Moscow also has high hopes of turning the opening Arctic into a Russian-dominated waterway as ice melts, opening new avenues for maritime trade. At an International Arctic Forum in St. Petersburg in April, Russian President Vladimir Putin outlined plans to expand commercial shipping across the Arctic Ocean. Without summer ice, traversing the Arctic could drastically shorten maritime shipping routes between Europe and Asia, and it could grow to rival other strategic trade corridors including the Suez Canal and Strait of Malacca. “We need to make the northern sea route safe and commercially feasible,” Putin said.
The Canadian Parliament issued a report last month analyzing threats to Arctic security, and questioning Moscow’s designs. “Russia’s behaviour since 2014 — whether in Ukraine, Syria, the North Atlantic, Salisbury or cyberspace — has put the country on an adversarial footing with the West,” the report said. “What is less clear is whether Russia views the Arctic in the same way that it does Eastern Europe and the Middle East, and whether such regional distinctions even matter from the perspective of collective defence and deterrence.”
China, meanwhile, has planted its own diplomatic flag in the Arctic, declaring itself a “near-Arctic state” and outlining ambitions to create a “Polar Silk Road” with other countries to boost trade and commerce through the region. China has shoveled money into infrastructure projects and building sprees wherever it can find willing partners, including in Iceland and Greenland. Beijing maintains that they are purely commercial projects, but Washington and other Western capitals see the moves as a geopolitical ruse to get its foot in the door on Arctic claims.
Greenland, the self-governed territory in Denmark’s kingdom, has emerged as a microcosm of the intensifying commercial tussles and a potential crown jewel in Beijing’s Polar Silk Road. Last year, China developed plans to finance and build three airports in Greenland, whose cash-strapped government welcomed the prospect of foreign investment. The plans sparked fears in Washington, particularly at the Pentagon, that Beijing could take control of the airports and create a beachhead in the Arctic if Greenland lapsed on loan payments. A last-minute dash by the U.S. and Danish governments to squeeze China out of the projects averted those plans. But it’s unclear if Washington can fend off Beijing’s Arctic ambitions at every turn.
Even NATO, which in the past has avoided discussions about the Arctic due to political sensitivities, is getting into the game. Last year, NATO conducted a massive military exercise with tens of thousands of troops in Norway aimed at strengthening its ability to operate in Northern Europe. It included the U.S. aircraft carrier USS Harry S. Truman sailing into the Arctic Circle to train—the first such move in decades.
“Russia is increasing its military presence in the Arctic … investing in reopening Soviet-era military bases,” said Dylan White, NATO’s acting deputy spokesperson. “NATO is monitoring Russia’s Arctic buildup carefully.”
As Russia, China, and some NATO countries charge ahead, the United States is struggling to catch up. The U.S. Coast Guard has only two aging icebreakers in its fleet capable of punching through thick Arctic ice, one of which is normally deployed to Antarctica, compared to Russia’s 40. Moscow plans to expand its fleet of heavy icebreakers to 13 by 2035, including nine nuclear-powered icebreakers, compared to the four it has now.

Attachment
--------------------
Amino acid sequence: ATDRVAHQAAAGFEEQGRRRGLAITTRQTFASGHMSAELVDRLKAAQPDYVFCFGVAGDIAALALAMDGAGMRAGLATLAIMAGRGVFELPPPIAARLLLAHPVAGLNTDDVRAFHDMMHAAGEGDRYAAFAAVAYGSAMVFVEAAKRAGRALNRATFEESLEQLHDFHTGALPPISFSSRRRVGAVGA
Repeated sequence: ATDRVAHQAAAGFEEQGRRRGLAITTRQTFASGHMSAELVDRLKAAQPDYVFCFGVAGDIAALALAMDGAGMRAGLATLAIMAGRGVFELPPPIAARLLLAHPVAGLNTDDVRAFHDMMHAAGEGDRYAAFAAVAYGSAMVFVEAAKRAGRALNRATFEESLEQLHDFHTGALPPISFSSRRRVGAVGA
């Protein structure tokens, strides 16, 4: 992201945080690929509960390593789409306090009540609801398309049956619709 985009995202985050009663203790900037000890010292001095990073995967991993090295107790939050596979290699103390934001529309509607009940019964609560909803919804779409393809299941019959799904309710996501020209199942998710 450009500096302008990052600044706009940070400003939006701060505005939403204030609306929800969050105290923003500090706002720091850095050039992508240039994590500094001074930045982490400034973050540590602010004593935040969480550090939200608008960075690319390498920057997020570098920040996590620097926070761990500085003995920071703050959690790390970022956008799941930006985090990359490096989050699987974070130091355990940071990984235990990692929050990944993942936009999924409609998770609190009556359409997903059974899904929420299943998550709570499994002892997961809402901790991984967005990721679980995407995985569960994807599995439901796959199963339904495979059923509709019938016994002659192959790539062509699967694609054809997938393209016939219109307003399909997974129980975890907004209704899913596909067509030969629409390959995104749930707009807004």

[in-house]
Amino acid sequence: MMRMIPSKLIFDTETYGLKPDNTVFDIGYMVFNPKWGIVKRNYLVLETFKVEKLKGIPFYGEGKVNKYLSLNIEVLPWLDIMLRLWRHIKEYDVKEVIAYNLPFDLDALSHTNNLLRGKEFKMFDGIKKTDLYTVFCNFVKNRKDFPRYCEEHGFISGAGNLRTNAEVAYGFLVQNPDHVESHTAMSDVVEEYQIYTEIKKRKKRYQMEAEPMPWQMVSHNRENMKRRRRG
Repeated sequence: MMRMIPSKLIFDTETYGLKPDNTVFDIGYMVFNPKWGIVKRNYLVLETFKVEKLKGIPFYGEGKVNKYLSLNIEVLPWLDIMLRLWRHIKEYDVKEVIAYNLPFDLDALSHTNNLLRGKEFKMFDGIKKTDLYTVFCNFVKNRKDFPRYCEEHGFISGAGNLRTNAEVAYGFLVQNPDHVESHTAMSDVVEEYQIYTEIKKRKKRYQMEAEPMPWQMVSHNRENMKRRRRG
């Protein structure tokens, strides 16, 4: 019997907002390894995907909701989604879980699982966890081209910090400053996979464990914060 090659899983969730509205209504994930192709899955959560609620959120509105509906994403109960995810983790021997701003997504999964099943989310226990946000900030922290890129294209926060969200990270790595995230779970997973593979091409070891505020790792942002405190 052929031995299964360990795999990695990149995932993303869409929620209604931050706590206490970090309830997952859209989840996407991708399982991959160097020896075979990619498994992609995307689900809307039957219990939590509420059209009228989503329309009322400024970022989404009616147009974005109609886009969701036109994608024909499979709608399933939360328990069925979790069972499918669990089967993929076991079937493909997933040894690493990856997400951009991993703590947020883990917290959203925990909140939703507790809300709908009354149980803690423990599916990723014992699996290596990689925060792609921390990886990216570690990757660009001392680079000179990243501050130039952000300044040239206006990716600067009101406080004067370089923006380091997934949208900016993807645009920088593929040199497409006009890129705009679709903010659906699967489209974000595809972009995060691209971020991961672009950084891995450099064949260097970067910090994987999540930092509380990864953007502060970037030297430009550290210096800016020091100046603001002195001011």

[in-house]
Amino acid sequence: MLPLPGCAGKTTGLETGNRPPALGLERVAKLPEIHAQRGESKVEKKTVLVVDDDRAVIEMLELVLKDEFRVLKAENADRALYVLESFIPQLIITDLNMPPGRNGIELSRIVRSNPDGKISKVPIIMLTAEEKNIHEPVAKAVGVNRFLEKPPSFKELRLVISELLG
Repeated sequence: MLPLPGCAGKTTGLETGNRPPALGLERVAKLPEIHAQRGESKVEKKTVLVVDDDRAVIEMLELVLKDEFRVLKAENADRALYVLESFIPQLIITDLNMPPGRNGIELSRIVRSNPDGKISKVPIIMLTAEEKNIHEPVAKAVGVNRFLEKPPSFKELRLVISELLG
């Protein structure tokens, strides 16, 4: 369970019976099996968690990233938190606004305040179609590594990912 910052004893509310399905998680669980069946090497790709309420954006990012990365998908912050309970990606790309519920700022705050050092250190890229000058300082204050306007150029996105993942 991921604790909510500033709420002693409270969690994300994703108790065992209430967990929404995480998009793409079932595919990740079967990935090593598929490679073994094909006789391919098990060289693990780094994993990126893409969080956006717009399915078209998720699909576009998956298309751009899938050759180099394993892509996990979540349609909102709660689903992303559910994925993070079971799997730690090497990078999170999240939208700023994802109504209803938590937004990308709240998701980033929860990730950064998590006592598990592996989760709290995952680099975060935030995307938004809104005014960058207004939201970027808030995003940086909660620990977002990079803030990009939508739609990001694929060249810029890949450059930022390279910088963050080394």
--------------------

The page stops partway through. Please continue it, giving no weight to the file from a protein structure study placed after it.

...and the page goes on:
While U.S. President Barack Obama’s administration appointed high-level envoys to oversee a new Arctic policy and released a national strategy on the Arctic in 2013, it devoted few resources to back up its ambitions. Now, under President Donald Trump, the U.S. government has done little more, some analysts say.
That could change as Secretary of State Mike Pompeo travels to Europe later this month, where he is set to give a speech outlining U.S. Arctic policy and attend an Arctic Council meeting in Finland. His trip includes a stop in Greenland, with an eye on Chinese interests there.
The Trump administration is “reinvigorating” its ties with Greenland and Denmark “after a period of neglect,” a senior State Department official told reporters ahead of Pompeo’s trip. “We’ve committed to peace and sustainable economic developments for the long term. And we’re concerned about activities of other nations, including China, that do not share these same commitments.”
A Pentagon report on China released in May also outlines growing concerns over the prospect of China’s submarine fleet operating in the Arctic more frequently.
The U.S. Coast Guard, in a new strategy on the Arctic, has called for boosting the U.S. presence in the region to counterbalance Russia and China. “Over the past 15 years, the Nation’s strategic competitors have invested heavily in Arctic-capable assets, infrastructure, and relationships, some of which are targeted at eroding the influence of America and the rule of law,” the document reads. “U.S. investments over that same period of time have been comparatively modest.”
After two years of back-and-forth congressional funding battles, the government finally signed a contract in April to add up to three three new heavy icebreakers to the Coast Guard’s fleet.
There has to be more to a U.S. Arctic strategy than tallying up icebreakers and policy speeches, argued Heather Conley, a scholar on trans-Atlantic relations and the Arctic at the Center for Strategic and International Studies, a think tank. In Washington, “there’s a greater appetite for discussing [the Arctic]. But there’s no greater appetite to put the financial resources to bear, to reposition the United States in any meaningful way,” she said.